Difficult to Find Texts
As much as teachers want to include diverse voices, it can be challenging to find texts that are both diverse and on a level that students can comprehend. Connecting back to time constraints, teachers often have to abridge the texts by selecting parts.
Primary sources are not reader-friendly. Many students today (and adults) struggle to read the fancy cursive writing that was used. Sometimes primary sources are also faded and hard to copy. Teachers may have to type them so that they are more legible. That can be a burden if a teacher has multiple preps and needs to create every lesson for every class.
In addition, depending on the resource, the passage may not have text features. Weaker readers may have more difficulty comprehending the passage without cues to help them unlock the meaning.
Easy to Lose
If teachers are solely using copies of passages, some students will always lose the work. Lots of copies always becomes a disaster for those students who struggle with organization.
If teachers are restricted on the number of copies they can print, using text passages can quickly add up.
As I previously stated, at one point I was convinced that textbooks weren’t worth using. They were too big and boring, and students were more engaged during other activities.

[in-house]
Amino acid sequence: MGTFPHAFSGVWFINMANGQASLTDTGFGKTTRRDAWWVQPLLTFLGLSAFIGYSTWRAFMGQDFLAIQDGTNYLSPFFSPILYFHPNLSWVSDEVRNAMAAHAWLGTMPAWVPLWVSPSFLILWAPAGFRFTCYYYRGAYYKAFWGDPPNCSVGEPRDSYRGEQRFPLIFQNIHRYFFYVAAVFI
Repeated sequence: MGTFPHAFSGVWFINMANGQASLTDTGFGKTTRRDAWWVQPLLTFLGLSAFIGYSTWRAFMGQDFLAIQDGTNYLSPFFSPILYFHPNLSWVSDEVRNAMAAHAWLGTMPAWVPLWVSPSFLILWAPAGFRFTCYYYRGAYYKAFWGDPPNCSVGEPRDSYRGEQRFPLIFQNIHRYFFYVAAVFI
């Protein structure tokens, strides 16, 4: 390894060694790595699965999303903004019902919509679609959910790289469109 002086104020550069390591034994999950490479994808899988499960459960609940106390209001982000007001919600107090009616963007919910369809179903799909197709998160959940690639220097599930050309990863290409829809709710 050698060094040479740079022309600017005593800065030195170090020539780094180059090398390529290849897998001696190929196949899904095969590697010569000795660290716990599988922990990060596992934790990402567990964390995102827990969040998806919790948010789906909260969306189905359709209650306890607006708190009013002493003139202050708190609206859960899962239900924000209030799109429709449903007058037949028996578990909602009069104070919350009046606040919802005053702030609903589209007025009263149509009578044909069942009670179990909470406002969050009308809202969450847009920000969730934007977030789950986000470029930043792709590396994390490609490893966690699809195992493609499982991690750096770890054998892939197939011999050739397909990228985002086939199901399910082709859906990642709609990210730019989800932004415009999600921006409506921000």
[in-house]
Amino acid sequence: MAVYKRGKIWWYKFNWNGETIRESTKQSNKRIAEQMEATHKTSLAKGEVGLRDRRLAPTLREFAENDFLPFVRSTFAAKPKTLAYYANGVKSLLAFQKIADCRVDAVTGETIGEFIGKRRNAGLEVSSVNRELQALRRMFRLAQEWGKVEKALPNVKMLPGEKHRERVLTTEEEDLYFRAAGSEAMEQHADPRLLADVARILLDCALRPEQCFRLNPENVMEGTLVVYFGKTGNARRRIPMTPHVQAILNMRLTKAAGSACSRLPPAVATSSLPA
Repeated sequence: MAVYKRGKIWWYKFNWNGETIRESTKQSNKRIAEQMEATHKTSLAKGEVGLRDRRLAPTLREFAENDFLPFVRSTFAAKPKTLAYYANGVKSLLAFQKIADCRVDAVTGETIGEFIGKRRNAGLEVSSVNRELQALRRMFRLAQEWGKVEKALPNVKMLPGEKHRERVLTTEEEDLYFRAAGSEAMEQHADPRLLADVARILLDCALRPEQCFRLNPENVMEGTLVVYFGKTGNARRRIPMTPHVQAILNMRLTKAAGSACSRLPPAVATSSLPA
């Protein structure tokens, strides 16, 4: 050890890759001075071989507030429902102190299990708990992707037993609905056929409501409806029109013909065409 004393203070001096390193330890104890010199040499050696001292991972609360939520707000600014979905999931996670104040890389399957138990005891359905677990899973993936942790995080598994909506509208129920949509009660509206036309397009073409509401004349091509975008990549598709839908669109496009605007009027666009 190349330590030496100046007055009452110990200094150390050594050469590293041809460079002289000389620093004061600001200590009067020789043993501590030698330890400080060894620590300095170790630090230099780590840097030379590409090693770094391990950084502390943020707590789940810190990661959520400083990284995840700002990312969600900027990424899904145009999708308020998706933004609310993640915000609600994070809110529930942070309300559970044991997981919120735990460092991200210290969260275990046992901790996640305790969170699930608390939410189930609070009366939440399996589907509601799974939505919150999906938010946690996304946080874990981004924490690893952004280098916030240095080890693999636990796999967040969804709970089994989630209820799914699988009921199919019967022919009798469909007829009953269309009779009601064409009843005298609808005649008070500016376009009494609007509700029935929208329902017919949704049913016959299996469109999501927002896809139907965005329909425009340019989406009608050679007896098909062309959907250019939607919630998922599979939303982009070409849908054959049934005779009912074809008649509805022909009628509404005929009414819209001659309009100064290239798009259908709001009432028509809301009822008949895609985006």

However, after helping my child with vision processing issues, I have definitely changed my mind. Now, I think a mix of textbooks and passages is better than an all-or-nothing approach.
Using the textbook provides a structure for students, and it gives them something to reference if they don’t understand something. That being said, I don’t believe they need to read the textbook cover-to-cover
Using textbooks as part of a flipped classroom can be very effective. Students can read the relevant pages in the textbook at home, and then the teacher can use activities that explore the content deeper during class.
I also believe new teachers (even if they are just new to the subject) should feel no shame in relying heavily on the textbook while they learn their content and develop lessons. Teachers do not have nearly enough planning time, and it is better to use the textbook than burn out trying to do it all.
Which do you prefer: textbooks, passages, or a mix?